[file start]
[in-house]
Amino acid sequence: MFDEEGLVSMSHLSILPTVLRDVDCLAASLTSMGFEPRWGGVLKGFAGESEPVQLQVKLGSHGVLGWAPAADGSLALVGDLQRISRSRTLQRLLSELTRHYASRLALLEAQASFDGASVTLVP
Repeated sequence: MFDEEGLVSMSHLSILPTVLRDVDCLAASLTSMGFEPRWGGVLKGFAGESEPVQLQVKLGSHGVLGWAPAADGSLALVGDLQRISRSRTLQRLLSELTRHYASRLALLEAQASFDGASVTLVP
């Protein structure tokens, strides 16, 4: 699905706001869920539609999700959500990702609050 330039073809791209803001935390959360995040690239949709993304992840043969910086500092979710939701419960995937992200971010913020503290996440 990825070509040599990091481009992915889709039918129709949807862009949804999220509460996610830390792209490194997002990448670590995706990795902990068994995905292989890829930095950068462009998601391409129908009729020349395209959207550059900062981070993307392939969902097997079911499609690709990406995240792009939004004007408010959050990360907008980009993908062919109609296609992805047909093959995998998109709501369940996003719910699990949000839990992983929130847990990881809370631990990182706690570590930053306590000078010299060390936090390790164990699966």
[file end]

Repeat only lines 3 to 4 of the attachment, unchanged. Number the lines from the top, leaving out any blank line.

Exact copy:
Repeated sequence: MFDEEGLVSMSHLSILPTVLRDVDCLAASLTSMGFEPRWGGVLKGFAGESEPVQLQVKLGSHGVLGWAPAADGSLALVGDLQRISRSRTLQRLLSELTRHYASRLALLEAQASFDGASVTLVP
């Protein structure tokens, strides 16, 4: 699905706001869920539609999700959500990702609050 330039073809791209803001935390959360995040690239949709993304992840043969910086500092979710939701419960995937992200971010913020503290996440 990825070509040599990091481009992915889709039918129709949807862009949804999220509460996610830390792209490194997002990448670590995706990795902990068994995905292989890829930095950068462009998601391409129908009729020349395209959207550059900062981070993307392939969902097997079911499609690709990406995240792009939004004007408010959050990360907008980009993908062919109609296609992805047909093959995998998109709501369940996003719910699990949000839990992983929130847990990881809370631990990182706690570590930053306590000078010299060390936090390790164990699966």